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Brussels Uses QR Codes to Quell Citizens’ Ire over “Racist” Street Artwork

In the ancient Palais de Justice in Brussels, a caricature of a dilapidated four-story building is painted along a strip

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BELGIUM. Brussels: A vibrantly colored caricature of a run-down four-story structure is painted down a strip in Brussels’ historic Palais de Justice. The artwork depicts heaven and hell as it parodies the tales of crime and judgment being played out in the surrounding courtrooms. 

A caricatured police officer hovers above a topless woman sunbathing in the blue skies while a white officer watches a black man; the red-tailed devil appears displeased below.

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One of 68 murals honoring Belgium’s rich heritage of comic strips, or bandes dessinées, the piece is from a well-known animation that initially debuted in the 1980s and featured characters including Tintin, Lucky Luke, and the Smurfs.

In the ancient Palais de Justice in Brussels, a caricature of a dilapidated four-story building is painted along a strip. The artwork mimics the stories of crime and judgment that are taking place in the nearby courtrooms by showing paradise and hell.

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A white officer is watching a black man while a caricatured policeman hovers over a topless woman sunbathing in the blue skies; the red-tailed devil appears dissatisfied below.

The artwork is from a well-known animation that first aired in the 1980s and incorporates characters such as Tintin, Lucky Luke, and the Smurfs. It is one of 68 murals honoring Belgium’s long tradition of comic strips, or bandes dessinées.

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Campaigners against racism also take issue with some murals. One, starring Jazz Age icon and French-American civil rights crusader Josephine Baker, has been labeled with the word “decolonize” to protest what are seen to be racist stereotypes. A white male hero saves a gorgeous Baker and a cheetah in the artwork.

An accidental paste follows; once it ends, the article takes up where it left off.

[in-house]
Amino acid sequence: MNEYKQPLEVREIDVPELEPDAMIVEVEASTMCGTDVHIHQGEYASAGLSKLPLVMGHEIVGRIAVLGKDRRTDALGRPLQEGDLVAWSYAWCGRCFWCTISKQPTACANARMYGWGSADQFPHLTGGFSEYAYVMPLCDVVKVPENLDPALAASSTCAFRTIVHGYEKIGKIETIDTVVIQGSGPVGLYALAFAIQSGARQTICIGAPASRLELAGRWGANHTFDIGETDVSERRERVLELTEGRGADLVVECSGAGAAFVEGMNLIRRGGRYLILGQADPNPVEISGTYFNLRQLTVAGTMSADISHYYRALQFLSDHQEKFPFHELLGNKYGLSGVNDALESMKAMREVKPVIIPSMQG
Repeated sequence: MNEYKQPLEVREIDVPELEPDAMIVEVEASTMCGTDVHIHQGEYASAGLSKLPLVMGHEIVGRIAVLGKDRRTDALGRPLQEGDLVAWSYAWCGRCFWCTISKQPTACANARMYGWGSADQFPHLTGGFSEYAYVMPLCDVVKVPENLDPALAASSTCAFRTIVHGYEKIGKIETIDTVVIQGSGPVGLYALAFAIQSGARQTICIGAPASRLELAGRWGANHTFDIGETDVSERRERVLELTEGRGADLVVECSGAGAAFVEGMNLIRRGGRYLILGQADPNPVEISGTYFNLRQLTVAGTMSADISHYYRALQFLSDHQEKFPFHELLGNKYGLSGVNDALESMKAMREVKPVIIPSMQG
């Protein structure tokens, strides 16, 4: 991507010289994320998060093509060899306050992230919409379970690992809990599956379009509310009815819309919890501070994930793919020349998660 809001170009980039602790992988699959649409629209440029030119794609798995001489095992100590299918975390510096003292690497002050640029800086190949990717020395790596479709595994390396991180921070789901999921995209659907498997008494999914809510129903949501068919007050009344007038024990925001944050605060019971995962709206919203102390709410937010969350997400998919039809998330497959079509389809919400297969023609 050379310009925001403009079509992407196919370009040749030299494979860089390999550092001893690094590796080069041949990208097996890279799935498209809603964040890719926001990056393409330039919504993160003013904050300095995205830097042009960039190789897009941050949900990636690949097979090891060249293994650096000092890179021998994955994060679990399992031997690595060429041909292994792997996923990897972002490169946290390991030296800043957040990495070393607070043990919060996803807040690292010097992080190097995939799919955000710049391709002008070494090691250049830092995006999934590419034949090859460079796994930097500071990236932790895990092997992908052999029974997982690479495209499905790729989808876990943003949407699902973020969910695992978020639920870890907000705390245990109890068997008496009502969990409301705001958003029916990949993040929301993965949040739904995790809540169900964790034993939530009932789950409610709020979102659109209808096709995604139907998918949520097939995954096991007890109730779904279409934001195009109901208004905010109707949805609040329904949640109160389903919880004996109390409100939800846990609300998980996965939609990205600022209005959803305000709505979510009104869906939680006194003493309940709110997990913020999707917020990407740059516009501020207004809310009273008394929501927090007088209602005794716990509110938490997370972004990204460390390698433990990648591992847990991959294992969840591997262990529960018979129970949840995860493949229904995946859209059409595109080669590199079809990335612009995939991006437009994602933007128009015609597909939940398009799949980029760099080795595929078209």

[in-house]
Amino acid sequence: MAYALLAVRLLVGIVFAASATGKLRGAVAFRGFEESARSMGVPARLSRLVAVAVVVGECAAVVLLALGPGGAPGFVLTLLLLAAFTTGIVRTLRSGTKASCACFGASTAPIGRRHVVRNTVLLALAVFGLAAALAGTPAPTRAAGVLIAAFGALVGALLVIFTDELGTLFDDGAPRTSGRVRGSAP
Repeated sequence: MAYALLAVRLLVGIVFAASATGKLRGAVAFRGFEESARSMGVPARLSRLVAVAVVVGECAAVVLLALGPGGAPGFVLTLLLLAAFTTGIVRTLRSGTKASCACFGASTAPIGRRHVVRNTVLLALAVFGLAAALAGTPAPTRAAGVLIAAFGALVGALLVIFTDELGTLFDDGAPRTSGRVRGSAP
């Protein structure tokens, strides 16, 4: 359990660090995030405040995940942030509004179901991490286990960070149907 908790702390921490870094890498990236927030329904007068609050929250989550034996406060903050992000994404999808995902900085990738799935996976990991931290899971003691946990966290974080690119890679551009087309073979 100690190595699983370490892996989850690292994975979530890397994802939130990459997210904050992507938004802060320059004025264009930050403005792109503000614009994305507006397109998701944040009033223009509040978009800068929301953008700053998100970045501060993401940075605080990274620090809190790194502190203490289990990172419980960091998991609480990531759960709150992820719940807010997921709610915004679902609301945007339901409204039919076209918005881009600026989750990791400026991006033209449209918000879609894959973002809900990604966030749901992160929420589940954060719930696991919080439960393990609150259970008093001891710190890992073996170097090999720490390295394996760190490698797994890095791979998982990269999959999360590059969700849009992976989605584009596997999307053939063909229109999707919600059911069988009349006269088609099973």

This mural and the other 12 that Grégoire considers being “hostile and menacing” would be removed. Sensitive to the accusation that she was stifling discussion, she would post an explanation of the modification along with a little image of the original on the wall. However, the local government has also created QR codes next to the paintings that people may scan to learn more.

Of the 12 murals that have been produced since 2018, 11 feature female characters and/or are the work of female artists or male/female artistic teams. Aimée de Jongh, a Dutch graphic designer, will start illuminating the streets of north Brussels on November 23 with a brand-new piece. 

As part of a strategy to create street art outside the historic district, a scene from Days of Sand, her novel about the 1930s US dust bowl catastrophe, will be located near the city limits.

Also Read: Spain Climate Protest: Activists Glue Themselves to Goya Paintings

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